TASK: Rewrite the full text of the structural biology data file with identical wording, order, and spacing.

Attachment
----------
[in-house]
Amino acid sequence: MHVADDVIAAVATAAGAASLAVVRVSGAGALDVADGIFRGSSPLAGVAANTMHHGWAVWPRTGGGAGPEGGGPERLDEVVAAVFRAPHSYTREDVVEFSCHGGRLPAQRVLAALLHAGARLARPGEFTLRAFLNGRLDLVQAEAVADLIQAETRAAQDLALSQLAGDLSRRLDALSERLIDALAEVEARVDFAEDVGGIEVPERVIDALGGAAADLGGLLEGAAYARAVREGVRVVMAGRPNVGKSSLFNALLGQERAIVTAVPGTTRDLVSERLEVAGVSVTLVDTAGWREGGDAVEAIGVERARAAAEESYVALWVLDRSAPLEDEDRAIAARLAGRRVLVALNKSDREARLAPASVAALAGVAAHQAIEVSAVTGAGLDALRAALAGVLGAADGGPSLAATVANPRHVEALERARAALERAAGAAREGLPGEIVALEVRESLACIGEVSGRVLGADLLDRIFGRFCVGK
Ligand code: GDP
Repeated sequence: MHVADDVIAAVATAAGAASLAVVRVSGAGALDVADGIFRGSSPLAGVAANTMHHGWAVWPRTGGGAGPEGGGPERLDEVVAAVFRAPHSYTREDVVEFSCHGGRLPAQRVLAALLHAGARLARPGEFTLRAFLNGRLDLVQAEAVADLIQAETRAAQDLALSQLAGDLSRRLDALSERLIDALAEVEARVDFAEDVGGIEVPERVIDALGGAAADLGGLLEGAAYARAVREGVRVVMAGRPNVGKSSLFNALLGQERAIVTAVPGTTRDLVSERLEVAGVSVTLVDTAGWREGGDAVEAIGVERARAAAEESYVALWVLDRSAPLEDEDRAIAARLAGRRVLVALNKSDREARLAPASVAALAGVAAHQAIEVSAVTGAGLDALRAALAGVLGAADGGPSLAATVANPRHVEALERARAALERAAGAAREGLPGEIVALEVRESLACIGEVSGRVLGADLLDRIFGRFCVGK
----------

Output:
[in-house]
Amino acid sequence: MHVADDVIAAVATAAGAASLAVVRVSGAGALDVADGIFRGSSPLAGVAANTMHHGWAVWPRTGGGAGPEGGGPERLDEVVAAVFRAPHSYTREDVVEFSCHGGRLPAQRVLAALLHAGARLARPGEFTLRAFLNGRLDLVQAEAVADLIQAETRAAQDLALSQLAGDLSRRLDALSERLIDALAEVEARVDFAEDVGGIEVPERVIDALGGAAADLGGLLEGAAYARAVREGVRVVMAGRPNVGKSSLFNALLGQERAIVTAVPGTTRDLVSERLEVAGVSVTLVDTAGWREGGDAVEAIGVERARAAAEESYVALWVLDRSAPLEDEDRAIAARLAGRRVLVALNKSDREARLAPASVAALAGVAAHQAIEVSAVTGAGLDALRAALAGVLGAADGGPSLAATVANPRHVEALERARAALERAAGAAREGLPGEIVALEVRESLACIGEVSGRVLGADLLDRIFGRFCVGK
Ligand code: GDP
Repeated sequence: MHVADDVIAAVATAAGAASLAVVRVSGAGALDVADGIFRGSSPLAGVAANTMHHGWAVWPRTGGGAGPEGGGPERLDEVVAAVFRAPHSYTREDVVEFSCHGGRLPAQRVLAALLHAGARLARPGEFTLRAFLNGRLDLVQAEAVADLIQAETRAAQDLALSQLAGDLSRRLDALSERLIDALAEVEARVDFAEDVGGIEVPERVIDALGGAAADLGGLLEGAAYARAVREGVRVVMAGRPNVGKSSLFNALLGQERAIVTAVPGTTRDLVSERLEVAGVSVTLVDTAGWREGGDAVEAIGVERARAAAEESYVALWVLDRSAPLEDEDRAIAARLAGRRVLVALNKSDREARLAPASVAALAGVAAHQAIEVSAVTGAGLDALRAALAGVLGAADGGPSLAATVANPRHVEALERARAALERAAGAAREGLPGEIVALEVRESLACIGEVSGRVLGADLLDRIFGRFCVGK